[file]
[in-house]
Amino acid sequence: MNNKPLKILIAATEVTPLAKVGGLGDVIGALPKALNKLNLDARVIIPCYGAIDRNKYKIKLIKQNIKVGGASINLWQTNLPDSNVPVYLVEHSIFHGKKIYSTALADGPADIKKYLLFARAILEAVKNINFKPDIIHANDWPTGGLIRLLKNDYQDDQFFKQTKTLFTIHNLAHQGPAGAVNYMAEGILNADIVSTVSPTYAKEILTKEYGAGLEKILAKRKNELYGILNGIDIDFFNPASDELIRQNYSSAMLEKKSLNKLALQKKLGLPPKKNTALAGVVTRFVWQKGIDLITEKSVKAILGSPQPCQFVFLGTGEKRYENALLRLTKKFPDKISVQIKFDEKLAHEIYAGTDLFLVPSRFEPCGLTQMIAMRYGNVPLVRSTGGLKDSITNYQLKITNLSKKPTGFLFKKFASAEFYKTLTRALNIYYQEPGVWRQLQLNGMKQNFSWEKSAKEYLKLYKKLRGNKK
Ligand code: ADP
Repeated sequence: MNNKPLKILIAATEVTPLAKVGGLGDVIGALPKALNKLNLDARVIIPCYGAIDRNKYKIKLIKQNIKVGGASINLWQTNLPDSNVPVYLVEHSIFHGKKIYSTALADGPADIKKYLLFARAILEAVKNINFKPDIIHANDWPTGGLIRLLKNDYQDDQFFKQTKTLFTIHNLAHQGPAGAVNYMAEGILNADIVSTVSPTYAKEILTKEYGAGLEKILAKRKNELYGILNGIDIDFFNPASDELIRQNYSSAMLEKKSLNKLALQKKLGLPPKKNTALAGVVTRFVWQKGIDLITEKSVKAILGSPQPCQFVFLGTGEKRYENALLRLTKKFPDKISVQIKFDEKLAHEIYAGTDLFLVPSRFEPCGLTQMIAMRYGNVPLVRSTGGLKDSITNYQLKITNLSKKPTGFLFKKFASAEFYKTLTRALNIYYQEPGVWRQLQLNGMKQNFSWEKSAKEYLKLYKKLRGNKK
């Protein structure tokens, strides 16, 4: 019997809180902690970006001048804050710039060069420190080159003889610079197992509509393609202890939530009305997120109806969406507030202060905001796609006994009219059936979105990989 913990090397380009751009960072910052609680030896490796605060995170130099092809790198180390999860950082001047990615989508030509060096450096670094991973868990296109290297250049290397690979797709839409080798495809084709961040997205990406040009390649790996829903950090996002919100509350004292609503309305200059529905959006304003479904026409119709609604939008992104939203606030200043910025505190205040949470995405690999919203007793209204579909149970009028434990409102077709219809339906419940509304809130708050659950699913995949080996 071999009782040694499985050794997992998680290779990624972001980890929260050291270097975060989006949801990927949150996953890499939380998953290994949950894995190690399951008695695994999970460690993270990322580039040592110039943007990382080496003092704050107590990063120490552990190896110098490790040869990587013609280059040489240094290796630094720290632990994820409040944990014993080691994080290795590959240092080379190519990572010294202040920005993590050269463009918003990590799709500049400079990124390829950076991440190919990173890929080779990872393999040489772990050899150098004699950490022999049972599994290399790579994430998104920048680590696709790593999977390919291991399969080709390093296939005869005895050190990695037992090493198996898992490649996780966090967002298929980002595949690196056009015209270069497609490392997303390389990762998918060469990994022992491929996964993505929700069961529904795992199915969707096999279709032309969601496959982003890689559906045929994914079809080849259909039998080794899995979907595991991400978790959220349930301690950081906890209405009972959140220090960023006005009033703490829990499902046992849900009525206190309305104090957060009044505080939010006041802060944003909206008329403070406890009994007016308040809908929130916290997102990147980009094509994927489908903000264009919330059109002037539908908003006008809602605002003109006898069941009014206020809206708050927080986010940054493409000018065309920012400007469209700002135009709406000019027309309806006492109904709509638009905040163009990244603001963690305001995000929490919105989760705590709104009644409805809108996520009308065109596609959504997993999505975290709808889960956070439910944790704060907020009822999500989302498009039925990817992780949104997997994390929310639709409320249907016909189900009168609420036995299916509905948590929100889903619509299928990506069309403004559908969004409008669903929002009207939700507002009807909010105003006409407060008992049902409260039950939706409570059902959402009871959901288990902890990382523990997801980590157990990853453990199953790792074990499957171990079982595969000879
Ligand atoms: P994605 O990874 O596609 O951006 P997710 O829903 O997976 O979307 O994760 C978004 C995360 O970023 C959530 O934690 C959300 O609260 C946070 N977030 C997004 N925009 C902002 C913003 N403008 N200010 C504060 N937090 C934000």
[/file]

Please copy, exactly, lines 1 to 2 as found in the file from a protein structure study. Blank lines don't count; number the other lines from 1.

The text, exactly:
[in-house]
Amino acid sequence: MNNKPLKILIAATEVTPLAKVGGLGDVIGALPKALNKLNLDARVIIPCYGAIDRNKYKIKLIKQNIKVGGASINLWQTNLPDSNVPVYLVEHSIFHGKKIYSTALADGPADIKKYLLFARAILEAVKNINFKPDIIHANDWPTGGLIRLLKNDYQDDQFFKQTKTLFTIHNLAHQGPAGAVNYMAEGILNADIVSTVSPTYAKEILTKEYGAGLEKILAKRKNELYGILNGIDIDFFNPASDELIRQNYSSAMLEKKSLNKLALQKKLGLPPKKNTALAGVVTRFVWQKGIDLITEKSVKAILGSPQPCQFVFLGTGEKRYENALLRLTKKFPDKISVQIKFDEKLAHEIYAGTDLFLVPSRFEPCGLTQMIAMRYGNVPLVRSTGGLKDSITNYQLKITNLSKKPTGFLFKKFASAEFYKTLTRALNIYYQEPGVWRQLQLNGMKQNFSWEKSAKEYLKLYKKLRGNKK